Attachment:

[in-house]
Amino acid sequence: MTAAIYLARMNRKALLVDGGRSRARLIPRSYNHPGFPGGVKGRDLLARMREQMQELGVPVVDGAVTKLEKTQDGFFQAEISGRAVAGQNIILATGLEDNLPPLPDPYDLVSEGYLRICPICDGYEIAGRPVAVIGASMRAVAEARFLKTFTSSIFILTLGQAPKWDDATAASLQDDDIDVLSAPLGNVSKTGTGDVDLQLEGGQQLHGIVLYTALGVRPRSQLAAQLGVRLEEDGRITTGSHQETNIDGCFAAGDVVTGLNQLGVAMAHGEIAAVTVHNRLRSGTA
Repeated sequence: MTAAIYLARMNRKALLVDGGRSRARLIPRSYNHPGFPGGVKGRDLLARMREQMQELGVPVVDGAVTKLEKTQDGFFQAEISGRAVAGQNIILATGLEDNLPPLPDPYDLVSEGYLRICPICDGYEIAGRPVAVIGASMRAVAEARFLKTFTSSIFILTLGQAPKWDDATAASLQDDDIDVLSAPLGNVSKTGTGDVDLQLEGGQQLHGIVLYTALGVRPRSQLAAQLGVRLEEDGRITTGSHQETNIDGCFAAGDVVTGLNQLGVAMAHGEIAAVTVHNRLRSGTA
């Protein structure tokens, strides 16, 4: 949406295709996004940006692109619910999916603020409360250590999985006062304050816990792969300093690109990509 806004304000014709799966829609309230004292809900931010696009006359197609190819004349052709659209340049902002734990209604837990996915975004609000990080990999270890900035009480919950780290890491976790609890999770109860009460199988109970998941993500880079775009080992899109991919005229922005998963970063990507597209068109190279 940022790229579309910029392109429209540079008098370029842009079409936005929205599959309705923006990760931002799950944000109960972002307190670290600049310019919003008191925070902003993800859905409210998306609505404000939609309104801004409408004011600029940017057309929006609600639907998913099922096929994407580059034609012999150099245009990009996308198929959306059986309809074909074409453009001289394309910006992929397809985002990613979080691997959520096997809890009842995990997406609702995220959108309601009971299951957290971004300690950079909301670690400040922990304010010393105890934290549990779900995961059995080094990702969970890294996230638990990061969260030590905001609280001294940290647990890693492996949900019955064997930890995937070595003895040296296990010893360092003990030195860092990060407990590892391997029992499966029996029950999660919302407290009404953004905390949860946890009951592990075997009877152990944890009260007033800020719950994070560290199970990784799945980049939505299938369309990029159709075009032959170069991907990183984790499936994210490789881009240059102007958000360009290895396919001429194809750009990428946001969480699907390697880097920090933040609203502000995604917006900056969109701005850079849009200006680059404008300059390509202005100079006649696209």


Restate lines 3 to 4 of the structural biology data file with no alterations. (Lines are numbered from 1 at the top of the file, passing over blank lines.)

Repeated sequence: MTAAIYLARMNRKALLVDGGRSRARLIPRSYNHPGFPGGVKGRDLLARMREQMQELGVPVVDGAVTKLEKTQDGFFQAEISGRAVAGQNIILATGLEDNLPPLPDPYDLVSEGYLRICPICDGYEIAGRPVAVIGASMRAVAEARFLKTFTSSIFILTLGQAPKWDDATAASLQDDDIDVLSAPLGNVSKTGTGDVDLQLEGGQQLHGIVLYTALGVRPRSQLAAQLGVRLEEDGRITTGSHQETNIDGCFAAGDVVTGLNQLGVAMAHGEIAAVTVHNRLRSGTA
């Protein structure tokens, strides 16, 4: 949406295709996004940006692109619910999916603020409360250590999985006062304050816990792969300093690109990509 806004304000014709799966829609309230004292809900931010696009006359197609190819004349052709659209340049902002734990209604837990996915975004609000990080990999270890900035009480919950780290890491976790609890999770109860009460199988109970998941993500880079775009080992899109991919005229922005998963970063990507597209068109190279 940022790229579309910029392109429209540079008098370029842009079409936005929205599959309705923006990760931002799950944000109960972002307190670290600049310019919003008191925070902003993800859905409210998306609505404000939609309104801004409408004011600029940017057309929006609600639907998913099922096929994407580059034609012999150099245009990009996308198929959306059986309809074909074409453009001289394309910006992929397809985002990613979080691997959520096997809890009842995990997406609702995220959108309601009971299951957290971004300690950079909301670690400040922990304010010393105890934290549990779900995961059995080094990702969970890294996230638990990061969260030590905001609280001294940290647990890693492996949900019955064997930890995937070595003895040296296990010893360092003990030195860092990060407990590892391997029992499966029996029950999660919302407290009404953004905390949860946890009951592990075997009877152990944890009260007033800020719950994070560290199970990784799945980049939505299938369309990029159709075009032959170069991907990183984790499936994210490789881009240059102007958000360009290895396919001429194809750009990428946001969480699907390697880097920090933040609203502000995604917006900056969109701005850079849009200006680059404008300059390509202005100079006649696209």